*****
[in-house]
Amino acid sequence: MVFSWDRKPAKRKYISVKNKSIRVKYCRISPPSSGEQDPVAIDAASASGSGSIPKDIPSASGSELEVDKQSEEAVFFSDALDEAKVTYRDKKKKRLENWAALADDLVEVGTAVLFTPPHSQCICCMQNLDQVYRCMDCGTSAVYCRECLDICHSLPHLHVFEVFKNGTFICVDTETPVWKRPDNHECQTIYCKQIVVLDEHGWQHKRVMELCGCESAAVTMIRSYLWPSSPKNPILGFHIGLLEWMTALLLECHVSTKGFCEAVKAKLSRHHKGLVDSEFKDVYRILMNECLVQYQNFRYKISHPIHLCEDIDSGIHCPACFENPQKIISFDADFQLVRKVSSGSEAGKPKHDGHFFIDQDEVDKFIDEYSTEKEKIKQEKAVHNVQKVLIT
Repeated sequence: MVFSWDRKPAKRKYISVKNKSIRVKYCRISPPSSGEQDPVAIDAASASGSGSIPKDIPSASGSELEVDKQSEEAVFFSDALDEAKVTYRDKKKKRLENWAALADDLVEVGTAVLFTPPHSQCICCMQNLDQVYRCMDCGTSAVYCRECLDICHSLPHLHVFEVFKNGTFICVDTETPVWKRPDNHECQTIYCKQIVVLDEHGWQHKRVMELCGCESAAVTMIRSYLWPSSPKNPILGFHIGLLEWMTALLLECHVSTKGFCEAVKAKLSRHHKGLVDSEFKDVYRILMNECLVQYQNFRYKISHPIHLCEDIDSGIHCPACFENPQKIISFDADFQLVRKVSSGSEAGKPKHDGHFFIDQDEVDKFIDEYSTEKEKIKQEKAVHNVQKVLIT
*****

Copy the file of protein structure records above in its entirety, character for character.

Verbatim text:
[in-house]
Amino acid sequence: MVFSWDRKPAKRKYISVKNKSIRVKYCRISPPSSGEQDPVAIDAASASGSGSIPKDIPSASGSELEVDKQSEEAVFFSDALDEAKVTYRDKKKKRLENWAALADDLVEVGTAVLFTPPHSQCICCMQNLDQVYRCMDCGTSAVYCRECLDICHSLPHLHVFEVFKNGTFICVDTETPVWKRPDNHECQTIYCKQIVVLDEHGWQHKRVMELCGCESAAVTMIRSYLWPSSPKNPILGFHIGLLEWMTALLLECHVSTKGFCEAVKAKLSRHHKGLVDSEFKDVYRILMNECLVQYQNFRYKISHPIHLCEDIDSGIHCPACFENPQKIISFDADFQLVRKVSSGSEAGKPKHDGHFFIDQDEVDKFIDEYSTEKEKIKQEKAVHNVQKVLIT
Repeated sequence: MVFSWDRKPAKRKYISVKNKSIRVKYCRISPPSSGEQDPVAIDAASASGSGSIPKDIPSASGSELEVDKQSEEAVFFSDALDEAKVTYRDKKKKRLENWAALADDLVEVGTAVLFTPPHSQCICCMQNLDQVYRCMDCGTSAVYCRECLDICHSLPHLHVFEVFKNGTFICVDTETPVWKRPDNHECQTIYCKQIVVLDEHGWQHKRVMELCGCESAAVTMIRSYLWPSSPKNPILGFHIGLLEWMTALLLECHVSTKGFCEAVKAKLSRHHKGLVDSEFKDVYRILMNECLVQYQNFRYKISHPIHLCEDIDSGIHCPACFENPQKIISFDADFQLVRKVSSGSEAGKPKHDGHFFIDQDEVDKFIDEYSTEKEKIKQEKAVHNVQKVLIT